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Army Staff Sgt. Jon Soucy American Forces Press Service
ARLINGTON, Sept. 19, 2008 –
When Hurricane Ike made landfall on the Texas coast, it left behind damaged and destroyed buildings, massive flooding, and thousands of residents without power or, in many cases, without homes. For many of those affected by hurricanes and other natural disasters, it can be a time of uncertainty. But for some National Guard members, assistance is available if a hurricane or other natural disaster strikes.
The Safe Haven program offers financial compensation to Guard members on Title 10 or Title 32 active duty status who must evacuate an area because of a natural disaster.
“Safe Haven provides for a National Guard or an active duty member or a federal employee to be compensated for their relocation to a safe haven,” said Blaine Coffey, chief of Personnel Readiness and Compensation at the National Guard Bureau. That compensation, Coffey said, covers transportation expenses to a safe area as well as expenses to return to the Guard member’s home or duty station.
Additionally, Guard members are eligible for compensation at the full per diem rate, which includes lodging, meals and incidental expenses, for up to 30 days. They may be compensated for up to 180 days, but the daily per diem rate drops to 60 percent after the first 30 days.
Before a Guard member can take advantage of the benefit, however, an evacuation order must be issued in writing by federal or local officials. “It’s incumbent upon the competent authority to declare your duty station or quarters to be uninhabitable,” Coffey said.
Additional limitations apply to what qualifies as a safe haven location. One limitation is that if the Guard member elects to stay with family or friends, that individual does not qualify for lodging expenses, Coffey noted.
The Safe Haven entitlement grew out of an older benefit intended for those in embassies and other overseas locations. “It was more associated with embassies and locales that in many, many cases had to be evacuated based upon the threat to life or limb of the members,” Coffey explained, “not from natural disasters necessarily, but that of actual armed conflict.”
That began to change when Hurricane Andrew devastated southern Florida in 1992. “When there had been major incidents in the United States back in the early ’90s, beginning with the evacuation of Homestead Air Force Base [because of Hurricane Andrew], DoD began to look in more detail at the authority for entitlements of the active component member and his or her family to be evacuated from an installation like Homestead,” said Coffey.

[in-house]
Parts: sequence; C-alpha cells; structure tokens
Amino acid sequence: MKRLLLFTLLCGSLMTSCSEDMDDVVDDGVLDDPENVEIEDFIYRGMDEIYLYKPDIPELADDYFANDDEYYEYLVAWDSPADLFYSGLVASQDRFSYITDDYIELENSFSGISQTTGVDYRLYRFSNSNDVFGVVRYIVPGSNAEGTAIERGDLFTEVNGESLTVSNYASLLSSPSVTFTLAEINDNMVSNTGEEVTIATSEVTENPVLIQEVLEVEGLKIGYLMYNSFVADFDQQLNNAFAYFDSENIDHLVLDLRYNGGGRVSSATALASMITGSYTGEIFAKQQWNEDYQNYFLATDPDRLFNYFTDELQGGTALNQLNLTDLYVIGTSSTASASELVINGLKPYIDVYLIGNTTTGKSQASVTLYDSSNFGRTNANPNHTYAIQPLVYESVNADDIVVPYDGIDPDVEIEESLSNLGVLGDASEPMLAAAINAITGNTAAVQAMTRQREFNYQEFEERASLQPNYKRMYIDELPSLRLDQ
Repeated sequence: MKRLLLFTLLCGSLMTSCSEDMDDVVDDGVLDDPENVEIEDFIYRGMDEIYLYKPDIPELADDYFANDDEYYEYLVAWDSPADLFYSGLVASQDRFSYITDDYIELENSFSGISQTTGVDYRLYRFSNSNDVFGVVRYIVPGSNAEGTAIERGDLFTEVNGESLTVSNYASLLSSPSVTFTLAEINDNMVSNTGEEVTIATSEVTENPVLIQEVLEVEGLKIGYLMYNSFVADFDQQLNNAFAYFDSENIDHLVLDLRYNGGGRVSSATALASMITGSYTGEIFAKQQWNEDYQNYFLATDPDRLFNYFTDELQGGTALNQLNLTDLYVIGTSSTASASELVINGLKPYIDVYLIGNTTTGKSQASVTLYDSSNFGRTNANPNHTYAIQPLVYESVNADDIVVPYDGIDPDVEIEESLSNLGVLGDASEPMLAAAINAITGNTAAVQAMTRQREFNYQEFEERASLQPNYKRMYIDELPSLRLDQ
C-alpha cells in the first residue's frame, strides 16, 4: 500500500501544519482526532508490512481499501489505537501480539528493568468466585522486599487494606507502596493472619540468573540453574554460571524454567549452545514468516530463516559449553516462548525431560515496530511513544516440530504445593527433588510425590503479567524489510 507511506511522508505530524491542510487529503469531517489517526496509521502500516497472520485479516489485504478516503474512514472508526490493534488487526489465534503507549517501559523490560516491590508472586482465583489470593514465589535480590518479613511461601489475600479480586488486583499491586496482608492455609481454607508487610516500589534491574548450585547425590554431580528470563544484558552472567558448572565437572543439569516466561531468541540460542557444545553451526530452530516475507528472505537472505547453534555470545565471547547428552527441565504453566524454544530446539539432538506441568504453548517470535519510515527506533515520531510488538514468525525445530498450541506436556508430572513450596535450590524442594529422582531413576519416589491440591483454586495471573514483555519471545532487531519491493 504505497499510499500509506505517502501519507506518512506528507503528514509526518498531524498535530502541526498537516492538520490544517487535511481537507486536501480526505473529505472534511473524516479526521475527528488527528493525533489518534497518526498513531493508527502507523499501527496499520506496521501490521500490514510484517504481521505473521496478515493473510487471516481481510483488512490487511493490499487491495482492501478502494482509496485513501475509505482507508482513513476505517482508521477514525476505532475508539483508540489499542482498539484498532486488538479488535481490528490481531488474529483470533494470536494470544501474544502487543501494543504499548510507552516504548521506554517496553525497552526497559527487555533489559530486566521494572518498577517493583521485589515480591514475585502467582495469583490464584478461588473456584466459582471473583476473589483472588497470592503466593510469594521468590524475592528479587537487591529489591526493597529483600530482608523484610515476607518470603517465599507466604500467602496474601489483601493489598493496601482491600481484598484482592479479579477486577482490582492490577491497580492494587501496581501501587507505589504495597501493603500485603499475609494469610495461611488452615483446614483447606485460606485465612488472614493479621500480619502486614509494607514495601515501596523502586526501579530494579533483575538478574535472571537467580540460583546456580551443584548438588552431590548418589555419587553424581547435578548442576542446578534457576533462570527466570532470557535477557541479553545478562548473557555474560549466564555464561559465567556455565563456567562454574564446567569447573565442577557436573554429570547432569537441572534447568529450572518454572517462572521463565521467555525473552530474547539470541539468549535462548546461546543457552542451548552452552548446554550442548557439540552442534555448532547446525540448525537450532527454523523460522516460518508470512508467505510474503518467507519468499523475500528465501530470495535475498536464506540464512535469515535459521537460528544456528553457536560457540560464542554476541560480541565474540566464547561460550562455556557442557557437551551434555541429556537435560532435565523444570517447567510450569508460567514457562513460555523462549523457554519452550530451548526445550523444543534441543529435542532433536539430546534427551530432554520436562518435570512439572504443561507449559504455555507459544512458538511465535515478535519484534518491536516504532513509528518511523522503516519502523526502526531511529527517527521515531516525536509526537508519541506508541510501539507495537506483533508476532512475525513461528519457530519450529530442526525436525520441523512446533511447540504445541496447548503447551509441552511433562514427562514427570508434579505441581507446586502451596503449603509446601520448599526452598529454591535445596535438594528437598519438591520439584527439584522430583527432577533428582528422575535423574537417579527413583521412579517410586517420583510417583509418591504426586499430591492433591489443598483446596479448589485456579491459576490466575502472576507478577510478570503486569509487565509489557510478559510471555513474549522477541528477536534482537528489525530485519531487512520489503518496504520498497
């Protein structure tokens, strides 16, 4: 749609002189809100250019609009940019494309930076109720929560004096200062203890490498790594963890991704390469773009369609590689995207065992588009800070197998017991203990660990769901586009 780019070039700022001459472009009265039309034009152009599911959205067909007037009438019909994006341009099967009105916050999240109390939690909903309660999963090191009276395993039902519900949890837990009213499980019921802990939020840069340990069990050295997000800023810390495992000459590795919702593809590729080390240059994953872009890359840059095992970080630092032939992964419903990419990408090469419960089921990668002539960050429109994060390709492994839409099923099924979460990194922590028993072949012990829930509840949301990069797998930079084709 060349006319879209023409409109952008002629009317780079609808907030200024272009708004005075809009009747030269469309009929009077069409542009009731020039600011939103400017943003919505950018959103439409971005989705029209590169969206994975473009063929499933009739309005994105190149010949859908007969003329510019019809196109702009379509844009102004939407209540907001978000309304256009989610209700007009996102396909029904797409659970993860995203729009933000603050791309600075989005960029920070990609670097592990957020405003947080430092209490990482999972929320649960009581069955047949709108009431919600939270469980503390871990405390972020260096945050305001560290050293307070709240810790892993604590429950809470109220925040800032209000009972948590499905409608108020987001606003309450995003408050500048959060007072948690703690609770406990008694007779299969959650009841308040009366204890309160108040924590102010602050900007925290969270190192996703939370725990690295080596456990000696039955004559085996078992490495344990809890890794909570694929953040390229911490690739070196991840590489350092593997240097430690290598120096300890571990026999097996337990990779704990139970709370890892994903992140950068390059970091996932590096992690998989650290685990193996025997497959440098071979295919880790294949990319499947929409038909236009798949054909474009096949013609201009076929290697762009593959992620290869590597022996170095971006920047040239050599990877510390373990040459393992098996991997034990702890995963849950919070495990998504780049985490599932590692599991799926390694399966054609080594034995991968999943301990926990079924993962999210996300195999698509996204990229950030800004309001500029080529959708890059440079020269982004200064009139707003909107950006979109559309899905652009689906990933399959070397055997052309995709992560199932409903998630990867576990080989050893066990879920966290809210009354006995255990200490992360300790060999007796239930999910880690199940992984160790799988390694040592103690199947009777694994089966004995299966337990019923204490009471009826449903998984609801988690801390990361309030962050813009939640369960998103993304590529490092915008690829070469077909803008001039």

Hurricane Katrina changed the way the law affected Guard members. “We had a number of Guard members in two major brigades in Mississippi and Louisiana that were on Title 10 orders. So they were active duty members having their homes destroyed, having their duty locations destroyed – whether it be Jackson Barracks or any number of installations in Louisiana,” Coffey said.
While soldiers on Title 10 orders were covered by Safe Haven, those on Title 32 orders were not. That changed with Hurricane Katrina.
“What we did during Katrina and Rita was to get an exception to policy waiver authority to include Title 32 members for eligibility for Safe Haven benefits,” Coffey said. “At the same time, we recognized that Katrina was not isolated. We are going to continue to have this potential issue.”
The authority to have similar benefits apply if a similar disaster occurred was put into place, and recently the law was changed to include Title 32 Guard members.
The number of people who have taken advantage of the Safe Haven benefits during recent hurricanes has been low. “Within the Guard at this point, the numbers aren’t tremendously large, but during Katrina, it was close to 1,000 members,” Coffey said. “You had so many Title 10 mobilized soldiers returning, and many of them were given the option to stay on duty. That was part of the ‘soft landing’ that we tried to formulate for the soldiers.”
Those who believe they may be eligible for benefits under Safe Haven should contact their state’s joint forces headquarters personnel office.
(Army Staff Sgt. Jon Soucy serves at the National Guard Bureau.)